Opposition group tries to derail transit mall plan
Some downtown property owners want to scrap the proposed district or get assessed valuation reduced
Friday, September 17, 2004
A coalition of downtown property owners has launched a last-minute attack against a proposed $24 million local improvement district to help pay for Portland transit mall renovations.
The group, which includes key property owners such as Tom Moyer, Greg Goodman, Barry Menashe and the Louis Dreyfus Property Group, hopes to persuade the City Council to scrap the proposed district or reconfigure it to reduce property assessments.
The $24 million in one-time assessments is part of a $160 million plan to add light-rail tracks and revamp Fifth and Sixth avenues between Portland State University and Union Station.
Opponents are sending notices to about 3,000 property owners in the 370-acre area. The district would include most properties within the downtown freeway loop and the Willamette River.
The opponents need formal objections by Sept. 29 from owners of 60 percent of land within the district to stall it. The City Council will hold a final hearing Oct. 6.
Planners working on the mall project say they have commitments from owners holding more than 50 percent of assessed valuation in the district, which is the standard for creating an improvement district by petition.
But supporters of the district already own 38 percent of the area. That leaves little margin for opponents trying to meet the 60 percent requirement.
"It would take a massive effort for them to get to 60 percent," said Douglas Obletz, project manager for the mall-renovation plan. Obletz said the city has received fewer than 30 objections from 1,200 official notices mailed.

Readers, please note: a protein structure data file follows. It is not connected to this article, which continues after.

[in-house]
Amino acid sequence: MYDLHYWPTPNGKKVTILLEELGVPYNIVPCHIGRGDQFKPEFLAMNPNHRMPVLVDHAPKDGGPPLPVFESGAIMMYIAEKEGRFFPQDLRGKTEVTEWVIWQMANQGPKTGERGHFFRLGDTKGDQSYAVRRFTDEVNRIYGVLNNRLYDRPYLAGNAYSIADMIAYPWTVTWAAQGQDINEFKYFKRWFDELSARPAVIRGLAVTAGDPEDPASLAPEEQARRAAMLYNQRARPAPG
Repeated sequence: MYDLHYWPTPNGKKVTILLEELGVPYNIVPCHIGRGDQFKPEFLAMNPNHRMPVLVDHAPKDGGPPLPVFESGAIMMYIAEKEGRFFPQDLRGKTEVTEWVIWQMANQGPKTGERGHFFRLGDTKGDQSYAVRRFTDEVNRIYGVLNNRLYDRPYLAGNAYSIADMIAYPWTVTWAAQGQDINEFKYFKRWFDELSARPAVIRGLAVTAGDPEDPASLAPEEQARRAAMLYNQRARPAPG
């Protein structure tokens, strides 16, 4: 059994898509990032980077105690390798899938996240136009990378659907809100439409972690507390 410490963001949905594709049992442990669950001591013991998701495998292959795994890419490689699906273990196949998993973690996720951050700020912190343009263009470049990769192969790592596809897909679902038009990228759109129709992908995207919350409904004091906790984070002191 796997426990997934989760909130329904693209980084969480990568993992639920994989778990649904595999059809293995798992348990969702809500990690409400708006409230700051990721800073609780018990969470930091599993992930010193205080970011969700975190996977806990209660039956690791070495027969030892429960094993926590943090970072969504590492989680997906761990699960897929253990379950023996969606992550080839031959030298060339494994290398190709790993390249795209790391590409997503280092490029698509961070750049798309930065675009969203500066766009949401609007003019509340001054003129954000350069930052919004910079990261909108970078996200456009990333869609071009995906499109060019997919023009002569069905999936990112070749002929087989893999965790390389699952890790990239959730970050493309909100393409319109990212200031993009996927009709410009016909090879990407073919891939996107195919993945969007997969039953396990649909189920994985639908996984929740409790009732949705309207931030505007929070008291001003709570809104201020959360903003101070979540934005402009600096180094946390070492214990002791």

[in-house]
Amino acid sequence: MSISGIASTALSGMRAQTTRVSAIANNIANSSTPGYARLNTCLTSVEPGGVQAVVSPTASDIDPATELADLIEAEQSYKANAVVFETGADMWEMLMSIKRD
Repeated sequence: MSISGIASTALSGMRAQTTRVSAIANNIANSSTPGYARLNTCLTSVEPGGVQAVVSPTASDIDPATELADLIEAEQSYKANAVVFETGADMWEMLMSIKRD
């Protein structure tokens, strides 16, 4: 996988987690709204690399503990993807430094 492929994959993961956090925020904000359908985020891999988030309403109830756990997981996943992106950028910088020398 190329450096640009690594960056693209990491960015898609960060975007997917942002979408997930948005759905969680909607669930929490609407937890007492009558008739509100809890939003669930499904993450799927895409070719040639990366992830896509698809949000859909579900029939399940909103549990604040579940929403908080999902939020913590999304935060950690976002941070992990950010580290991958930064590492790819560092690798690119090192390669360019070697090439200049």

If the opposition group falls short of 60 percent, it hopes to persuade the city to change boundaries and assessment rates. Though the group said it supports mall revitalization, it contends that the rates are flawed.
Local improvement districts are based on the concept that properties abutting or near a proposed improvement will see their property values increase by at least as much as the assessment.
But in a packet sent to property owners, opponents of the assessment district contend that "public transit on the mall is actually a burden on the value of adjacent property rather than a special benefit."
Among drawbacks, the opponents listed noise, congestion, vandalism, panhandling and "other nuisances associated with the public transit system."
Brant Williams, director of the Portland Office of Transportation, called the last-minute attack unfortunate." He said the city received little feedback from the business community during several months while the financing plan was being assembled.
"We worked hard to come up with a plan that we thought was fair and equitable," Williams said.
The $160 million mall renovation is part of a $494 million light-rail project that also would add new tracks in the Interstate-205 corridor between Clackamas Town Center and the Gateway Transit Center.
Fred Lesson: 503-294-5946; email@example.com